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Having Your Tonsils Removed


Updated May 30, 2014

Having Your Tonsils Removed
Photo: Jochen Sands / Getty Images

Having your tonsils removed is a surgical procedure called a tonsillectomy. Reasons you may need to have your tonsils removed include: frequent infections (episodes of tonsillitis, usually 7 or more in 1 year), difficulty breathing or swallowing, sleep apnea, or any growths on the tonsils.

Before Having Your Tonsils Removed

Tonsillectomies are performed under general anesthesia. You will be completely asleep and will not be able to feel pain during the procedure. You will not be able to eat before surgery. This is because there is a risk of vomiting with anesthesia. Your physician or nurse will give you exact instructions about when to stop eating and drinking. In addition to not eating or drinking, you should not smoke, chew gum, or suck on mints or candy.

Tonsillectomies are mostly performed in same day surgery settings. This means that you will go home the same day that you have your tonsils removed. You should wear loose comfortable clothing to the surgical center. Arrive on time. In some cases a medication called Versed can be given prior to the procedure to reduce anxiety, especially in small children. If you have other health problems, your doctor may order blood work or other tests before the surgery. If you are a woman of childbearing age (usually age 12 to 55 unless you have had a hysterectomy), it is mandatory that you have pregnancy test before the surgery. This requires a small amount of urine.

If the patient is a child and has a comfort item such as a blanket or a favorite toy, bring it with you. Also, if your child drinks from a bottle or special cup bring it along so your child can drink after the surgery. Make sure you bring comfortable clothing and extra diapers or underwear.

Prior to having your tonsils removed, you will need to remove any metal from your body including jewelry, retainers or body piercings. You will also need to remove contact lenses, dentures and hearing aids.

You will also need to refrain from medications that have the ability to thin your blood for 1 to 2 weeks before surgery. These medications include aspirin, ibuprofen, Coumadin, Plavix, and large doses of vitamin E. Follow your physicians instructions for taking any scheduled medications on the day of surgery, especially if you are on insulin or blood pressure medications.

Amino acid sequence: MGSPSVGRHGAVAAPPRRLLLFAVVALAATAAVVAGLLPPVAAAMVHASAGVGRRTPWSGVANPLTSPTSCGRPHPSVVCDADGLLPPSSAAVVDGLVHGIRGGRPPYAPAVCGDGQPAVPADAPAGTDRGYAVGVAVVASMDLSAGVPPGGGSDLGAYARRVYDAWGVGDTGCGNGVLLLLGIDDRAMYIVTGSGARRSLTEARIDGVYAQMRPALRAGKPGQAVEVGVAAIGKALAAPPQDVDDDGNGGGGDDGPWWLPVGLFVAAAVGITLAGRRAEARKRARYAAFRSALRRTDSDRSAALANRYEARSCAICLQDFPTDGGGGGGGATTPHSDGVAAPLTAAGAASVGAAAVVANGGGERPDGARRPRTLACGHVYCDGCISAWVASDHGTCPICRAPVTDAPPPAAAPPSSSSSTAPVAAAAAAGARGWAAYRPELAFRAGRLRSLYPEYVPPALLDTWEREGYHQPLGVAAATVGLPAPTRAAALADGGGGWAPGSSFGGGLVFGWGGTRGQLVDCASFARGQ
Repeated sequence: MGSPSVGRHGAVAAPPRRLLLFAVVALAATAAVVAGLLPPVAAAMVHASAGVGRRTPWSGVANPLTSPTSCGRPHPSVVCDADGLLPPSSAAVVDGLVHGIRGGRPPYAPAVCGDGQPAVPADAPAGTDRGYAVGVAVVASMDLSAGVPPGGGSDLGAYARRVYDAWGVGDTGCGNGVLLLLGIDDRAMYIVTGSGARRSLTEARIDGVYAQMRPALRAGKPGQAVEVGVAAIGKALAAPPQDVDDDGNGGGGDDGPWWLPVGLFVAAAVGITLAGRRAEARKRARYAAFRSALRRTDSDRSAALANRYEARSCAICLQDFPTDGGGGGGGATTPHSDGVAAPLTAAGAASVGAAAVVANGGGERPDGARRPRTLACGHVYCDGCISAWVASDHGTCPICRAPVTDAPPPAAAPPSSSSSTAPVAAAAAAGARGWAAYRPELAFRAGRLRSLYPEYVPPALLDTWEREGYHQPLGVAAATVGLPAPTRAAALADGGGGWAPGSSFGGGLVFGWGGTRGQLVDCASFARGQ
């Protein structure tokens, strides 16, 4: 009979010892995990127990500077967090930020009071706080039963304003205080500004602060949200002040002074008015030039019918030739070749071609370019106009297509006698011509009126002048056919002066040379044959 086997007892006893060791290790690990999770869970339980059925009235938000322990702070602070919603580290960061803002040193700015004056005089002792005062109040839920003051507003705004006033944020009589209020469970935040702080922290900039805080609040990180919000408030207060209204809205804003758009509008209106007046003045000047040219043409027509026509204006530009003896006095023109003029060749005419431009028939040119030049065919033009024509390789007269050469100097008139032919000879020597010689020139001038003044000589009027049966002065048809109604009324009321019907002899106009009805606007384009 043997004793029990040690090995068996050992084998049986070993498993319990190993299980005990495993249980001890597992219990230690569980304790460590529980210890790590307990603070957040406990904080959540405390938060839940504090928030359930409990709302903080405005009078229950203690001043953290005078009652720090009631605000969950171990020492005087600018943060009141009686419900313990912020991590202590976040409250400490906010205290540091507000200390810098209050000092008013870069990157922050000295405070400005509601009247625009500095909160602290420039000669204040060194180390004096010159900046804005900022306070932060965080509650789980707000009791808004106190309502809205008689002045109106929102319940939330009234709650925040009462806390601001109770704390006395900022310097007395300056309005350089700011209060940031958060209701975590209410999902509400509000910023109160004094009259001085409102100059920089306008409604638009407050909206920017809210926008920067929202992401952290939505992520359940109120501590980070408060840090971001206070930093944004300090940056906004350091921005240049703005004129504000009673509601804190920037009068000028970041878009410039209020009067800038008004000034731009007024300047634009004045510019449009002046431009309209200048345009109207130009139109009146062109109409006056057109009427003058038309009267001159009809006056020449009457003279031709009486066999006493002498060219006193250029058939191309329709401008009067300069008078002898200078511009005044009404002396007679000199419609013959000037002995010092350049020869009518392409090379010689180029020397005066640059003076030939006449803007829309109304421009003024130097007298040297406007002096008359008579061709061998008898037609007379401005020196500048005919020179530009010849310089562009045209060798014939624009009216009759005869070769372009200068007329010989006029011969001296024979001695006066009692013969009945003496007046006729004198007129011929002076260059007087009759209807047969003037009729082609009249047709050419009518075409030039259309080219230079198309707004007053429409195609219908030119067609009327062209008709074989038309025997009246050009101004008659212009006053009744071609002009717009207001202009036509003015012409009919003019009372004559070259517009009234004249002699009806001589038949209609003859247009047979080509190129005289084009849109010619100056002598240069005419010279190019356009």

Methods of Having Your Tonsils Removed

    Cold Knife Dissection - This is the traditional method of having your tonsils removed using a scalpel. The tonsils are completely removed and there is minimal bleeding.
    Electrocauterization - This method burns the tonsils and surrounding tissue in a way that prevents a lot of bleeding. Unfortunately this method can cause more pain during the post-operative period.
    Harmonic Scalpel (Ultrasonography) - This method uses energy from an ultrasound to vibrate the blade. This results in a clean cut that also cauterizes the tissue. This method allegedly causes less damage to the tissue than electrocauterization.
    Radiofrequency Ablation - This procedure can actually be performed in a doctor's office under sedation. It is not a one-time procedure but rather gradually shrinks the tonsils using radiation after several appointments. This procedure is only recommended for enlarged tonsils.
    Carbon Dioxide Laser - This procedure can also be performed in a doctor's office under local anesthesia and only takes about 15 minutes. Post-operative bleeding can occur the first or second post-op day. The advantage of this procedure is decreased pain and morbidity. However, this procedure is not recommended for all patients, particularly children.
    Bipolar Radiofrequency Ablation - This method must be performed in an operating room under general anesthesia. It uses a very complex method of action that disrupts the molecular bonds of the tonsilar tissue. It can be used to remove some or all of the tonsils. This method is associated with less pain and post-operative care.
    Microdebrider - This procedure is actually used for partial tonsillectomies only. The enlarged or obstructive portion of the tonsil is shaved off. This procedure carries less risk of pain after surgery.

This information is intended to give you a brief overview of different methods of removing the tonsils. There are risks and benefits to each of these methods. You will need to discuss which method is right for you with your surgeon.

Please see page two for more information on after-care.

  1. About.com
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  3. Ear, Nose, & Throat Disorders
  4. ENT Disorders A - Z
  5. ENT Disorders: S - U
  6. What to Expect When Having Your Tonsils Removed

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